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2018: Allegations of sexual abuse
& misconduct scandals within the
Southern Baptist Convention (SBC):

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2018-MAY: Seminary Professor Paige Patterson was demoted because of his past comments about and to abused women:

More than 3,000 Southern Baptist women have signed a protest letter asking that Patterson be removed as president of Southwestern Baptist Theological Seminary. 1 They were primarily concerned with past comments that he made about women that are many perceive as sexist and demeaning. They included:

"... remarking on a teenage girl’s figure, and saying female seminarians need to work harder to look attractive. He also said women who are abused almost always should stay with their husbands." 1

On MAY-23, he was fired as President by the seminary trustees after a lengthy consideration of his statements. This is remarkable because the trustees are about 90% male and 10% female. 1

However, they initially decided tht he will remain at the Seminary as President Emeritus, will continue to receive a salary, and may live on campus as a "theologian in residence." Trustees transferred D. Jeffrey Bingham, from the post of dean of the Seminary's school of theology, to become the interim president.

One incident in 2003 might have influenced the trustees in taking these steps. A female student at the Seminary had been sexually assaulted by a male student. She was required to describe her experience in a meeting that included Patterson and as many as five others. He told her to forgive her rapist and to not report the incident to authorities. She receive a probation notice the next day, which did not explain a reason why. It might have been because she had invited the man up to her dorm room, which is a violaton of Seminary policy.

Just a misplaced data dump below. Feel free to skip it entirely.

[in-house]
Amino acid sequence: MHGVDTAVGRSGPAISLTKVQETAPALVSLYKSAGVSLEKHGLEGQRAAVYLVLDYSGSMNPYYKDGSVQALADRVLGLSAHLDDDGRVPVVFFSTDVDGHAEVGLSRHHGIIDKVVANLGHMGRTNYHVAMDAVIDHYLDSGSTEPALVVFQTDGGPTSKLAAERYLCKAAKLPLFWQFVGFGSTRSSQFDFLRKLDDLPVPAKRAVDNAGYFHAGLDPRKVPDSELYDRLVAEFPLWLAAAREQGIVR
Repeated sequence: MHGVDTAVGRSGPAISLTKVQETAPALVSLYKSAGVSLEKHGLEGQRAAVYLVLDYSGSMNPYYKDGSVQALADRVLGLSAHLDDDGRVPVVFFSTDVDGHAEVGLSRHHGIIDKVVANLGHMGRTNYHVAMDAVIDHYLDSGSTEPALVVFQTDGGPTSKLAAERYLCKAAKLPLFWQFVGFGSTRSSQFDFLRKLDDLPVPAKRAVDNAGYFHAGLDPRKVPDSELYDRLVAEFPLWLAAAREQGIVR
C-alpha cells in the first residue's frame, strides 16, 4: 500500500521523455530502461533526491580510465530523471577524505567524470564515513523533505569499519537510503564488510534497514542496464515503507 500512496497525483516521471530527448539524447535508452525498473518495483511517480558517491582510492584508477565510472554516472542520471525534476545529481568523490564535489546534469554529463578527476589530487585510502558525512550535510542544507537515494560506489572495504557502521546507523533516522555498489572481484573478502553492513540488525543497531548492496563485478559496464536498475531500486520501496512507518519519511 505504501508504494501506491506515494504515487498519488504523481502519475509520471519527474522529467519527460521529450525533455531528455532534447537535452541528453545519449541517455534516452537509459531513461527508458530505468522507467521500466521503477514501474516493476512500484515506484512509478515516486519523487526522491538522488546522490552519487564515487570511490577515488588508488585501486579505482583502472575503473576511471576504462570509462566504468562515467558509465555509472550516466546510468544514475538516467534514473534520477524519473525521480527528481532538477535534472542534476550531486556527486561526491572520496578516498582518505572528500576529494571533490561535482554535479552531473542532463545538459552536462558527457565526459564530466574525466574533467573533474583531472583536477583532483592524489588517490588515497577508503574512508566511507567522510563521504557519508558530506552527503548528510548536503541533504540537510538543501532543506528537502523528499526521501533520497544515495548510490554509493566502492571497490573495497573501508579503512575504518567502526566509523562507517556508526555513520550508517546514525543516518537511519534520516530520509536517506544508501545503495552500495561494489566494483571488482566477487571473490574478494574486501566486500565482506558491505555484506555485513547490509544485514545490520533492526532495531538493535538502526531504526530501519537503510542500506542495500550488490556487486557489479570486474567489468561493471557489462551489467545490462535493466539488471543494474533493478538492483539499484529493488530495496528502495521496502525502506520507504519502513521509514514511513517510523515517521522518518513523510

Responses to the firing of Patterson by some of the SBC women who had signed the protest letter were mixed:

  • Some were pleased with the trustees' decision. Professor Karen Swallow Prior at Liberty University, said:

    "Misogyny and disrespecting women has nothing to do with scriptural teaching." 1

  • Others felt that allowing Patterson to remain at the seminary did not transmit a strong enough message:

    • One is Krissie Inserra, who is married to a SBC pastor. She said:

      "Women and men in the SBC and in general aren’t going to stand for this. There has to be some real consequences, and we need to show people — we need to have the conviction to do what’s right. None of this was right. Just because he had a major role to play decades ago -- and we’ll be forever grateful for that -- there still need to be consequences for his actions in recent years." 1

    • Another is Bekah Mason, 38, a Southern Baptist seminary alumna, who said:

      “There hasn’t been any acknowledgment from the board or Patterson that we have considerably hurt and damaged not only those women who came forward, but because of that, we have a generation in our denomination who now has to work to overcome what we’ve been taught about gender roles and relations between men and women, and how we handle abuse."

Denny Burk, a Southern Baptist professor and president of the complementary group, the Council on Biblical Manhood and Womanhood, said:

"I am very grateful that the trustees chose to act with moral clarity. If there was some question about that before, there can be no question now. Indeed, they declare ‘the Seminary stands against all forms of abuse and grieves for individuals wounded by abuse'." 5